“You go back 10+ years, the sport was in a different place. In lower-league football here it was quite commonplace to see teams coming and going in markets. We’ve seen that in a number of markets that we’re in currently. When we took over this league in 2010, we set about putting a new structure in place to get away from those days, so when teams come to cities they stay and they start to become a part of that community,” Edwards said. “What’s changed? The league has changed. The sport has changed. The fan demographics have changed. The supporters are far more savvy about the game.”

“The group that put it together is at a whole other level,” Edwards continued. “You’ve got an ownership group here… that are fully committed to making FC Cincinnati one of the best teams in the league”

The league is also fully committed to FC Cincinnati. It took a year and a half of work between USL and FC Cincinnati to arrive at the day the franchise could be announced. Edwards indicated that USL would be working even more closely with the team as it prepares for its first season.

“Our club services department will be actively involved with all of their ticket sales, sponsorship sales, making sure they’re out selling, setting their goals at the right level, making sure they have all the support they need. They’ll be travelling now and spending time with ownership and executive teams from our other clubs, learning from them. We’ll be running an operational summit in November. This team will come to that. We’ll be helping them on a national scale, promoting and marketing the club,” said Edwards. “It never ends. We’ll be on the phone with these guys weekly, helping them and sharing best practices from other clubs during their ramp-up year.”

That kind of support from the league certainly weighed into the decision for FC Cincinnati to choose USL as opposed to other options in the American professional soccer landscape. There were other factors, though, that led to the selection of USL.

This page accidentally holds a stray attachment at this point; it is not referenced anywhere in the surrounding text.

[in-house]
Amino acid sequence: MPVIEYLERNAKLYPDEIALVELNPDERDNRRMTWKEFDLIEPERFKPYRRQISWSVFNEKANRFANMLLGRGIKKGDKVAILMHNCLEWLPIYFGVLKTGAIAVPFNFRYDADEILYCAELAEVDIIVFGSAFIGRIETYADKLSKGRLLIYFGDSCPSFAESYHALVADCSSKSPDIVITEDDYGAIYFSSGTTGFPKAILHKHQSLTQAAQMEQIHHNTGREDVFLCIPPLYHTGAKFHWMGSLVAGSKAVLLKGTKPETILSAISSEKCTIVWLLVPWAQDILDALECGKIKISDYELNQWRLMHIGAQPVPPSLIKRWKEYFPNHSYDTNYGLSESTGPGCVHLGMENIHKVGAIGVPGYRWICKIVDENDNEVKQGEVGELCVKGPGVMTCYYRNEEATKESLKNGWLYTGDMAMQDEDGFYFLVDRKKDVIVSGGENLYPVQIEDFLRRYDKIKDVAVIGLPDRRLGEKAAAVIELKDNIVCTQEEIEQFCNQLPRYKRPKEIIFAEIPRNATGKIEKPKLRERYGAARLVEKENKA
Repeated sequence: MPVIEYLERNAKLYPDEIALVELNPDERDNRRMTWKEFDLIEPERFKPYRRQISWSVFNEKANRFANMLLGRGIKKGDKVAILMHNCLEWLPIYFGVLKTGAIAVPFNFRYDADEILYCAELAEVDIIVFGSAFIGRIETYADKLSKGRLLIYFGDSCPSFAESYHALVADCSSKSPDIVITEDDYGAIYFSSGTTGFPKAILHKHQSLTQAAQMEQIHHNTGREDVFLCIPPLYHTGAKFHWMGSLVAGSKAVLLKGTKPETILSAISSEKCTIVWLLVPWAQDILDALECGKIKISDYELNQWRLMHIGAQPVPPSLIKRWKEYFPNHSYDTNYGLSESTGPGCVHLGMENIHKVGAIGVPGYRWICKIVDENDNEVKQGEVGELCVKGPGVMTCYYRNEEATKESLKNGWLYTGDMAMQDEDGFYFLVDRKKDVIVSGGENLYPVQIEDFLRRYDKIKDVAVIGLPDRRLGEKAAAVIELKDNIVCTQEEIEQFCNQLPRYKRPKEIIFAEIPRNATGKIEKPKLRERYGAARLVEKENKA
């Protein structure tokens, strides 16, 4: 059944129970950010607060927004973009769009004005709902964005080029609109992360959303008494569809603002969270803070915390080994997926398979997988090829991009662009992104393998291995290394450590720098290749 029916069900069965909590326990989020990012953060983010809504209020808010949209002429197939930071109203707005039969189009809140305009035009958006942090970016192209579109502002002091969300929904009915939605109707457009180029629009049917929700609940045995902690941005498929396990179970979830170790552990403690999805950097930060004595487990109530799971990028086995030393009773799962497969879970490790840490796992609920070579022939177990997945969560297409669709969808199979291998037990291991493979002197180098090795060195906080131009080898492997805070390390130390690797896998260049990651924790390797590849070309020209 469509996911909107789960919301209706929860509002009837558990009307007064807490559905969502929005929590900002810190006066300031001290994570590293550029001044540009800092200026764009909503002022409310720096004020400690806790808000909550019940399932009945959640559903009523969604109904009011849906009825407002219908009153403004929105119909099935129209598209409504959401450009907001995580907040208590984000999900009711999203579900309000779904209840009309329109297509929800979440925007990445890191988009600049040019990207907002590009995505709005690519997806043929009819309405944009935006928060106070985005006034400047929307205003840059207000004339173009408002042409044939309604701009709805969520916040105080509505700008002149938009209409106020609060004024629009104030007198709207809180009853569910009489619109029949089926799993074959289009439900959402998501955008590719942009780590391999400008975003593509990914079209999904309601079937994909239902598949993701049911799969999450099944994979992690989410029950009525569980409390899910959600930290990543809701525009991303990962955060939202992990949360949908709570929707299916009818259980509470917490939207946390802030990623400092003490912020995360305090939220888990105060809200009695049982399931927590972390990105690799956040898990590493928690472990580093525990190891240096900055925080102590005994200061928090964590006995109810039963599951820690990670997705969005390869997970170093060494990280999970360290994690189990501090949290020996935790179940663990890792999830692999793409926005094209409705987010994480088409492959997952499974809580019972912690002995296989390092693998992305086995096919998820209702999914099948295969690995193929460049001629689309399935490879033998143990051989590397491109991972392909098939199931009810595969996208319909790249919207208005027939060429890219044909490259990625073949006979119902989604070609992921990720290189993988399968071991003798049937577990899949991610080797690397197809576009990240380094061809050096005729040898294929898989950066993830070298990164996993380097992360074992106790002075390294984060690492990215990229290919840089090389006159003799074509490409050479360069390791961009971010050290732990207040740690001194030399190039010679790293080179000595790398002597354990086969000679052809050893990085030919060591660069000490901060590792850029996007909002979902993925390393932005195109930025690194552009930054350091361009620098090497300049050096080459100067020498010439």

“It’s the largest league. It’s the fastest growing league. Sponsorships are up. Attendance is up. Season tickets are up. The quality of the play on the field is outstanding. The level of the coaches in this league is outstanding,” said Berding.

Similar to most other new USL franchises, FC Cincinnati has it targets set on playing at the highest level of professional soccer in the United States. Although Mayor Cranley hinted at it, no one mentioned MLS aspirations for the almost entirety of the press conference. A local reporter, though, asked Berding if the franchise hoped to be in MLS someday. Berding answered in the affirmative.

Any talk of MLS is premature, especially before the club has played a single minute in USL. There are several candidate markets that have been on the list of potential MLS expansion markets for a lot longer than a day. It might be wise, though, to place FC Cincinnati in the “someday maybe” column instead of the “never” column when it comes to MLS. This ownership group and management team have the resources and drive to pull it off. The club knows, though, that it has to prove itself as a viable market while competing in USL before serious overtures to MLS can be made.

Other Notes:

  • Berding was resolute when declaring that FC Cincinnati will not form an official affiliation with an MLS franchise.
  • He also stated that FC Cincinnati is not looking to start its own youth academy.
  • There is minimal crossover between Dutch Lions ownership and FC Cincinnati. The color-scheme, however, was chosen independently of that relationship. The colors represent the image that the franchise desires to project.